You All Everybody
You All Everybody
Drive Shaft’s big hit, You All Everybody, debuted in its full in this episode as we get a Charlie-centric episode called “The Moth.”
We know that Charlie is a junkie, addicted to some form of drugs. He had given those drugs to Locke in the previous episode and he is starting to go through withdrawals and it was affecting his attitude. Charlie was feeling useless and confronted Jack about it. Problem was… that was the moment when an earthquake came, trapping Jack inside a cave. Charlie was able to get out. The group of survivors immediately went about trying to dig Jack out from the cave.
This had turned to be one of my favorite episodes of the early part of season one. I liked Charlie, knowing him as Pippen from the Lord of the Rings trilogy, and I connected to Charlie’s story.
Charlie went to Locke and asked for his drugs back. Locke told him a story about a moth and how they had to struggle to escape from their cocoon. Locke said that the struggle was nature’s way of strengthening the moth. Locke told Charlie that he would let him ask for his drugs three times, this being the first, and on the third time, Locke would give them to him.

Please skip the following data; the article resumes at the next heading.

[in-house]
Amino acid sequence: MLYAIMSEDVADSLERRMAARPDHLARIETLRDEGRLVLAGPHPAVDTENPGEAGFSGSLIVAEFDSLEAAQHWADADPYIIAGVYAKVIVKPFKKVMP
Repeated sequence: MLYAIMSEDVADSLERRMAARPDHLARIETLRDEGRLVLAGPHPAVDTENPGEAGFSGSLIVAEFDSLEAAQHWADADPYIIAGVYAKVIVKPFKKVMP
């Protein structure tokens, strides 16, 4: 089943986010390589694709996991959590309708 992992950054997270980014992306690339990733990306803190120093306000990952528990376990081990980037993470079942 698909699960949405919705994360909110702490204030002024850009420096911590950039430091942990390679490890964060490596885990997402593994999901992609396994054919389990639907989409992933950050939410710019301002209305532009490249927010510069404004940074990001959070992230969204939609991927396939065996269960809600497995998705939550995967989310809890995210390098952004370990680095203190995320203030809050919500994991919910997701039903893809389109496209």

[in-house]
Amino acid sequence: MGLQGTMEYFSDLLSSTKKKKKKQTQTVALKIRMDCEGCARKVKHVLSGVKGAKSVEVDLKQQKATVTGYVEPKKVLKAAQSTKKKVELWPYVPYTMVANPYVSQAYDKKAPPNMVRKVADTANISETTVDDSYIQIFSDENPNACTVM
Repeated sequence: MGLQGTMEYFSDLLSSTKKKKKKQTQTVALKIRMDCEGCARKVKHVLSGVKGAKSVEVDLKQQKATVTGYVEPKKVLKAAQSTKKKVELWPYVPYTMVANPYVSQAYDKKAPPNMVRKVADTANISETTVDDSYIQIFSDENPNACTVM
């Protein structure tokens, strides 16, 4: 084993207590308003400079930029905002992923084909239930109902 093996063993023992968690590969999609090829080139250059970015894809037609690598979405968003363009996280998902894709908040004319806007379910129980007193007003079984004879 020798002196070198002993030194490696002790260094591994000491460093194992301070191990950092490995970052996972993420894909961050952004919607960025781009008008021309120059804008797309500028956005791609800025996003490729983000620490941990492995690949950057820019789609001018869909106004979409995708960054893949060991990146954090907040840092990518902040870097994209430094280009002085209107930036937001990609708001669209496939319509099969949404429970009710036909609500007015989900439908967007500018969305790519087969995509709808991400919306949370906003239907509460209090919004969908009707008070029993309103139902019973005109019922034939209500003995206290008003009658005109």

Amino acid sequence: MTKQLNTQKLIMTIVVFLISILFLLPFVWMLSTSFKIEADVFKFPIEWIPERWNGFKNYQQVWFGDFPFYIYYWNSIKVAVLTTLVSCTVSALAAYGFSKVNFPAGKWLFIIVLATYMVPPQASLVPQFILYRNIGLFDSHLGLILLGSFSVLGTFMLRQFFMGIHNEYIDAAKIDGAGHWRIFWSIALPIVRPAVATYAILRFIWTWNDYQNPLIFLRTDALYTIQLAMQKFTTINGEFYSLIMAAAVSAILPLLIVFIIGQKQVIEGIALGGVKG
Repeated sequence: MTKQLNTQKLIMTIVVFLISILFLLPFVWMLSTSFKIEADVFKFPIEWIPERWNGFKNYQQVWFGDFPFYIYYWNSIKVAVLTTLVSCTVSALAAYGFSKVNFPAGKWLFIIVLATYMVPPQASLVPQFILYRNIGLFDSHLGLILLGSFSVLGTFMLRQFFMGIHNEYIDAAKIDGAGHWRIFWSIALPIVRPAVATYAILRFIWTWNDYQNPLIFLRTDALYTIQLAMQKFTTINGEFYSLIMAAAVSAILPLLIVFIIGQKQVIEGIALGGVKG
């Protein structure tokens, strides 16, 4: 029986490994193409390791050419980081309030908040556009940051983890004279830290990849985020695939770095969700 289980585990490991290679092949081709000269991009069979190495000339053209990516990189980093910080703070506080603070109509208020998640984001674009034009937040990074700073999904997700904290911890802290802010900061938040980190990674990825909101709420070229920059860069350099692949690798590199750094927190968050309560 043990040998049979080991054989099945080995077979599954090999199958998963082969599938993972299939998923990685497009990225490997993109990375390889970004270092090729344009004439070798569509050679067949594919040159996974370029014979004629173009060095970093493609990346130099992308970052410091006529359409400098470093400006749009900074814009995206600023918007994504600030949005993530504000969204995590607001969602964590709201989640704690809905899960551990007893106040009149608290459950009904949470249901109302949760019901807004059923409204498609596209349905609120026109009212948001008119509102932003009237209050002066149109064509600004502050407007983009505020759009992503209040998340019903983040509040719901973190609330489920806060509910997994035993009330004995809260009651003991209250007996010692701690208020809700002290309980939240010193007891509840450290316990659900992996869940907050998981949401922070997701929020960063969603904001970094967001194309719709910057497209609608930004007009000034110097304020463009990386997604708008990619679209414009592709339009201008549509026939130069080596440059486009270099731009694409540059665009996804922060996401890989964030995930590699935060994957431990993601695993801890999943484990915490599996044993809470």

Back at the cave, Charlie returned and they had a a small hole dug through but no one was small enough to crawl through it. Charlie volunteered. He was able to crawl into the cave with Jack just before the tunnel collapsed again.
Inside the cave, Jack and Charlie engaged in some witty banter, a trademark of LOST. Jack had a separated shoulder that Charlie had to put back in place. Charlie spotted a moth and follows it out of the cave. Is this irony or part of the magic of the Island?
Charlie asked for his drugs back for the third time from Locke, who gives them back only to see Charlie toss them into the fire.
Charlie becomes one of those beloved characters on the Island (except for a stretch during season 2) and this is truly the start of that. Dominic Monagham was the biggest name celebrity on LOST when it started so the focus on Charlie makes a lot of sense.
We had side stories involving Sayid trying to triangulate the signal of the French woman, which seemed to work until someone hit him in the back of the head and destroyed his machine.
We also see more about Sawyer and his tendency to gain some form of retribution against those he believed caused him harm.